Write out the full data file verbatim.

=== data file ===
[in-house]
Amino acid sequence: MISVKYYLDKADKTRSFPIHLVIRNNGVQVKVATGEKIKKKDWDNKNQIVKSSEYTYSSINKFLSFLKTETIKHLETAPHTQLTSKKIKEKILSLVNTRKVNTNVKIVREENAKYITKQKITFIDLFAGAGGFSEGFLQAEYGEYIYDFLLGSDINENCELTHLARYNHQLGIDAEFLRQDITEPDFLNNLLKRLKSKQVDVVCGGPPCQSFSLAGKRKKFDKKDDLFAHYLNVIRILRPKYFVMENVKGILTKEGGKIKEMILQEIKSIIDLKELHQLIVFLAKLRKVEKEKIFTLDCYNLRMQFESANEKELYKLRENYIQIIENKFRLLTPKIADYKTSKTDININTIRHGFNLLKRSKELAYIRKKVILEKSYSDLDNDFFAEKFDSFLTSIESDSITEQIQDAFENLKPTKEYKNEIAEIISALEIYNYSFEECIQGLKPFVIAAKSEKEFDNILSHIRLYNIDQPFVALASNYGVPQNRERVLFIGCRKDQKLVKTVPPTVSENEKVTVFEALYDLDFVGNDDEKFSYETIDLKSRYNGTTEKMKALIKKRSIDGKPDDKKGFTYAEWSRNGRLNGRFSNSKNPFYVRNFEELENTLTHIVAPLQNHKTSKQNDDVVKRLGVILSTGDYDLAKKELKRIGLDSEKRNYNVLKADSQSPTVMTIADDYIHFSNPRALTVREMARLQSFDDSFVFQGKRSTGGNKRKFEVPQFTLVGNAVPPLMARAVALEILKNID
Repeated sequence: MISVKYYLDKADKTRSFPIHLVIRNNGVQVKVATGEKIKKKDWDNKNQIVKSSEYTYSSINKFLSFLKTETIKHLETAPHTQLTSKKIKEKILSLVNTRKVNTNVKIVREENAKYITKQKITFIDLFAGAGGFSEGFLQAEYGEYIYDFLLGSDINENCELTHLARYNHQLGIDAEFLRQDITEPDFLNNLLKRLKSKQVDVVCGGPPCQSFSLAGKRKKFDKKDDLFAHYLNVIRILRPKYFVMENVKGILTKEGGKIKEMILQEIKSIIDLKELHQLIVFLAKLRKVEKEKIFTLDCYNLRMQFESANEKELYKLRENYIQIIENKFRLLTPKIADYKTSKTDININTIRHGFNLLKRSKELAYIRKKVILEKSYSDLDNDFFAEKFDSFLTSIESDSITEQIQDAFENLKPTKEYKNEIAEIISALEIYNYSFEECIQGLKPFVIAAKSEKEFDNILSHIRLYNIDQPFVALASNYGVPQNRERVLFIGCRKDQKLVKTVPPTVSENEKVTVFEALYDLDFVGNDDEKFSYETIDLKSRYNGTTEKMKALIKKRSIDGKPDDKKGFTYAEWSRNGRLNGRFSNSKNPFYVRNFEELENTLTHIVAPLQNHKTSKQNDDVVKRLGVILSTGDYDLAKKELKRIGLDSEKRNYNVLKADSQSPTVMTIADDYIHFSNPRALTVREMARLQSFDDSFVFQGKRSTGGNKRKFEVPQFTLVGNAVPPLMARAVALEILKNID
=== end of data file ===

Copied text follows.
[in-house]
Amino acid sequence: MISVKYYLDKADKTRSFPIHLVIRNNGVQVKVATGEKIKKKDWDNKNQIVKSSEYTYSSINKFLSFLKTETIKHLETAPHTQLTSKKIKEKILSLVNTRKVNTNVKIVREENAKYITKQKITFIDLFAGAGGFSEGFLQAEYGEYIYDFLLGSDINENCELTHLARYNHQLGIDAEFLRQDITEPDFLNNLLKRLKSKQVDVVCGGPPCQSFSLAGKRKKFDKKDDLFAHYLNVIRILRPKYFVMENVKGILTKEGGKIKEMILQEIKSIIDLKELHQLIVFLAKLRKVEKEKIFTLDCYNLRMQFESANEKELYKLRENYIQIIENKFRLLTPKIADYKTSKTDININTIRHGFNLLKRSKELAYIRKKVILEKSYSDLDNDFFAEKFDSFLTSIESDSITEQIQDAFENLKPTKEYKNEIAEIISALEIYNYSFEECIQGLKPFVIAAKSEKEFDNILSHIRLYNIDQPFVALASNYGVPQNRERVLFIGCRKDQKLVKTVPPTVSENEKVTVFEALYDLDFVGNDDEKFSYETIDLKSRYNGTTEKMKALIKKRSIDGKPDDKKGFTYAEWSRNGRLNGRFSNSKNPFYVRNFEELENTLTHIVAPLQNHKTSKQNDDVVKRLGVILSTGDYDLAKKELKRIGLDSEKRNYNVLKADSQSPTVMTIADDYIHFSNPRALTVREMARLQSFDDSFVFQGKRSTGGNKRKFEVPQFTLVGNAVPPLMARAVALEILKNID
Repeated sequence: MISVKYYLDKADKTRSFPIHLVIRNNGVQVKVATGEKIKKKDWDNKNQIVKSSEYTYSSINKFLSFLKTETIKHLETAPHTQLTSKKIKEKILSLVNTRKVNTNVKIVREENAKYITKQKITFIDLFAGAGGFSEGFLQAEYGEYIYDFLLGSDINENCELTHLARYNHQLGIDAEFLRQDITEPDFLNNLLKRLKSKQVDVVCGGPPCQSFSLAGKRKKFDKKDDLFAHYLNVIRILRPKYFVMENVKGILTKEGGKIKEMILQEIKSIIDLKELHQLIVFLAKLRKVEKEKIFTLDCYNLRMQFESANEKELYKLRENYIQIIENKFRLLTPKIADYKTSKTDININTIRHGFNLLKRSKELAYIRKKVILEKSYSDLDNDFFAEKFDSFLTSIESDSITEQIQDAFENLKPTKEYKNEIAEIISALEIYNYSFEECIQGLKPFVIAAKSEKEFDNILSHIRLYNIDQPFVALASNYGVPQNRERVLFIGCRKDQKLVKTVPPTVSENEKVTVFEALYDLDFVGNDDEKFSYETIDLKSRYNGTTEKMKALIKKRSIDGKPDDKKGFTYAEWSRNGRLNGRFSNSKNPFYVRNFEELENTLTHIVAPLQNHKTSKQNDDVVKRLGVILSTGDYDLAKKELKRIGLDSEKRNYNVLKADSQSPTVMTIADDYIHFSNPRALTVREMARLQSFDDSFVFQGKRSTGGNKRKFEVPQFTLVGNAVPPLMARAVALEILKNID